The government contends that, even if the selection of documents by defense counsel was protected by the work product privilege, defense counsel waived that privilege by giving the documents to Ms. Bergersen to copy. Defense counsel counter that they were unaware of Ms. Bergersen's affiliation with the Department of Justice and therefore did not waive the privilege. They note that they immediately stopped copying documents when it came to their attention that copies were being made for the government.

The attorney work product privilege can be waived. Republic of Philippines v. Westinghouse Elec. Corp., 132 EF.R.D.F 384, 389 (D.N.J. 1990) ("Philippines"); Exxon Corp. v. Federal Trade Comm'n, 466 F. Supp. 1088, 1095 (D.D.C. 1978), aff'd, 663 F.2d 120 (D.C. Cir. 1980). It is not automatically waived, however, by disclosure of protected information to another person. Sporck, 759 F.2d at 317 n.6; Bogosian v. Gulf Oil Corp., 738 F.2d 587, 593 (3d Cir. 1984); United States v. American Tel. and Tel. Co., 642 F.2d 1285, 1299 (D.C. Cir. 1980); Colonial Gas Co. v. Aetna Casualty & Sur. Co., 139 EF.R.D.F 269, 275 (D. Mass. 1991); Philippines, 132 EF.R.D.F at 389. As the Supreme Court stated in Nobles, 422 U.S. at 239 n.14,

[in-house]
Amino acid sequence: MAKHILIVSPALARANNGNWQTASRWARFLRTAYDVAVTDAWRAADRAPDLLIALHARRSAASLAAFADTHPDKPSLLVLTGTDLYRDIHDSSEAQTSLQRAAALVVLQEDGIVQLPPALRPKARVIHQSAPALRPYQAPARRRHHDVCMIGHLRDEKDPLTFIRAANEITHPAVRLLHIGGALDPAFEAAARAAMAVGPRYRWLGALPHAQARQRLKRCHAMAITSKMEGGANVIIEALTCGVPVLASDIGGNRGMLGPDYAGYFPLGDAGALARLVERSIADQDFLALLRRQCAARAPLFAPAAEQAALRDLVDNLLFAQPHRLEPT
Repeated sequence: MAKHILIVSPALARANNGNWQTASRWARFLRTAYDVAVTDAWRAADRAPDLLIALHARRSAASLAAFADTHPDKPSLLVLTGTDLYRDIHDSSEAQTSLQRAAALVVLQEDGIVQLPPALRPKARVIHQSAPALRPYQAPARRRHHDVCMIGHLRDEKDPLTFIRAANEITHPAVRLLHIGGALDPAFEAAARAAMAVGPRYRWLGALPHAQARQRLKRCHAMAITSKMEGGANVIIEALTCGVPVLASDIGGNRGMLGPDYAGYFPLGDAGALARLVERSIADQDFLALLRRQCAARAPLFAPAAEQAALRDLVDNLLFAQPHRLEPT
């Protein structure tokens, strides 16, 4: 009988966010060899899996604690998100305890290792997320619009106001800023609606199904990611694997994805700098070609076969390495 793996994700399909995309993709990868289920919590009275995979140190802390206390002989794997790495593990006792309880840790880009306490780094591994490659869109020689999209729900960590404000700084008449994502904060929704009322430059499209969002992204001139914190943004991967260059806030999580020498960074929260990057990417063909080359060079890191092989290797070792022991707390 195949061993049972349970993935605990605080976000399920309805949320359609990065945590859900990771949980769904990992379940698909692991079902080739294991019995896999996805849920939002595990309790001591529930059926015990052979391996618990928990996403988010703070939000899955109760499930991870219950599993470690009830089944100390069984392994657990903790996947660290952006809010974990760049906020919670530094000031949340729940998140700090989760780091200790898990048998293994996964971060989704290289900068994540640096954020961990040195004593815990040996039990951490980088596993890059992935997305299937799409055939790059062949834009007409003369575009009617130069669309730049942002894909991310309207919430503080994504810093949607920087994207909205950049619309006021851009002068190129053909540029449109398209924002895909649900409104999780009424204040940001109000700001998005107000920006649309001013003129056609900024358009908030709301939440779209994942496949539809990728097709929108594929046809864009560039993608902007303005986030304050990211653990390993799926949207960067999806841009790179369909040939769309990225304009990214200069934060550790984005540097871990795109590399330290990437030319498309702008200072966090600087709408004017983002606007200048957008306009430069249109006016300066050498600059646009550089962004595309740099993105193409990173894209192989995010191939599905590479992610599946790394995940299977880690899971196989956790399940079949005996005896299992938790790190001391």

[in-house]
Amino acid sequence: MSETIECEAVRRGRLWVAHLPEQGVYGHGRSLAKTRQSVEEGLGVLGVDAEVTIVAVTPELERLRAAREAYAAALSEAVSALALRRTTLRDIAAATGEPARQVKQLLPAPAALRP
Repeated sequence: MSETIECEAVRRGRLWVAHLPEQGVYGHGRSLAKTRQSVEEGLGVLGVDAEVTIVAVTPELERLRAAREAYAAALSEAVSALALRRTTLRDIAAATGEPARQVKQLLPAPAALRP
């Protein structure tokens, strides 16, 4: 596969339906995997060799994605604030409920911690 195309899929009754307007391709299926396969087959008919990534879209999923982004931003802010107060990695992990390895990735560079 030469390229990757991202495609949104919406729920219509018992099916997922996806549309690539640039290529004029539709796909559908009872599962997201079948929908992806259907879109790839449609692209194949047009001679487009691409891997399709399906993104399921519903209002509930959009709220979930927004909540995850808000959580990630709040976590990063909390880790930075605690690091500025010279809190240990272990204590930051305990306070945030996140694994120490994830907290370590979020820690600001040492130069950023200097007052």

what constitutes a waiver with respect to work-product materials depends, of course, upon the circumstances. Counsel necessarily makes use throughout trial of the notes, documents, and other internal materials prepared to present adequately his client's case, and often relies on them in examining witnesses. When so used, there normally is no waiver. But where, as here, counsel attempts to make a testimonial use of these materials the normal rules of evidence come into play with respect to cross-examination and production of documents.

In American Tel. and Tel., the court stated "[a] disclosure made in pursuit of such trial preparation, and not inconsistent with maintaining secrecy against opponents, should be allowed without waiver of the privilege." 642 F.2d at 1299.

In the case of In re Atlantic Fin. Management Sec. Litig., 121 EF.R.D.F 141, 145 (D. Mass. 1988) the court noted that three factors should be considered in determining whether there has been a waiver of the work product privilege:

(1) whether the party claiming the privilege seeks to use it in a way that is inconsistent with the purpose of the privilege; (2) whether the party claiming the privilege had a reasonable basis for believing that the disclosed materials would be kept confidential, and (3) whether waiver of the privilege in these circumstances would trench on any policy elements inherent in the privilege.

The In re Atlantic court noted that disclosure can, in limited circumstances, be consistent with the policies underlying the work product privilege. Id. The court concluded that the disclosing party had no legitimate expectation of confidentiality when he submitted materials to the Securities Division of the Secretary of the Commonwealth of Massachusetts, noting he had obtained no written or oral assurances of confidentiality. Id.